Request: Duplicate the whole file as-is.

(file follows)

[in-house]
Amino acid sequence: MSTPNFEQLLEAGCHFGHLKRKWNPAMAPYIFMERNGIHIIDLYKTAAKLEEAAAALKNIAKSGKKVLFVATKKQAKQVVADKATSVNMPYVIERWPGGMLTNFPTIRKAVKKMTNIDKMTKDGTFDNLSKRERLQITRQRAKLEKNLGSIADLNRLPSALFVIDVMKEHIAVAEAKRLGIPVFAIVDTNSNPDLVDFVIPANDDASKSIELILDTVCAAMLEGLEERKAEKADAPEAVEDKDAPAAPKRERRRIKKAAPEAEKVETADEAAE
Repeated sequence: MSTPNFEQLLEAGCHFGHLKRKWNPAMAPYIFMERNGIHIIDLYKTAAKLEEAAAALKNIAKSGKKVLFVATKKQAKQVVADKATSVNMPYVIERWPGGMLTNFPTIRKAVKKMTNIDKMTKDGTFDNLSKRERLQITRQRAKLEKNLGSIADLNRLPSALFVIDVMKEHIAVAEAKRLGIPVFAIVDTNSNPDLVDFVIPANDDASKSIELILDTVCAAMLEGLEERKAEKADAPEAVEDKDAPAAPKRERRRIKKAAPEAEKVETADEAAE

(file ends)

[in-house]
Amino acid sequence: MSTPNFEQLLEAGCHFGHLKRKWNPAMAPYIFMERNGIHIIDLYKTAAKLEEAAAALKNIAKSGKKVLFVATKKQAKQVVADKATSVNMPYVIERWPGGMLTNFPTIRKAVKKMTNIDKMTKDGTFDNLSKRERLQITRQRAKLEKNLGSIADLNRLPSALFVIDVMKEHIAVAEAKRLGIPVFAIVDTNSNPDLVDFVIPANDDASKSIELILDTVCAAMLEGLEERKAEKADAPEAVEDKDAPAAPKRERRRIKKAAPEAEKVETADEAAE
Repeated sequence: MSTPNFEQLLEAGCHFGHLKRKWNPAMAPYIFMERNGIHIIDLYKTAAKLEEAAAALKNIAKSGKKVLFVATKKQAKQVVADKATSVNMPYVIERWPGGMLTNFPTIRKAVKKMTNIDKMTKDGTFDNLSKRERLQITRQRAKLEKNLGSIADLNRLPSALFVIDVMKEHIAVAEAKRLGIPVFAIVDTNSNPDLVDFVIPANDDASKSIELILDTVCAAMLEGLEERKAEKADAPEAVEDKDAPAAPKRERRRIKKAAPEAEKVETADEAAE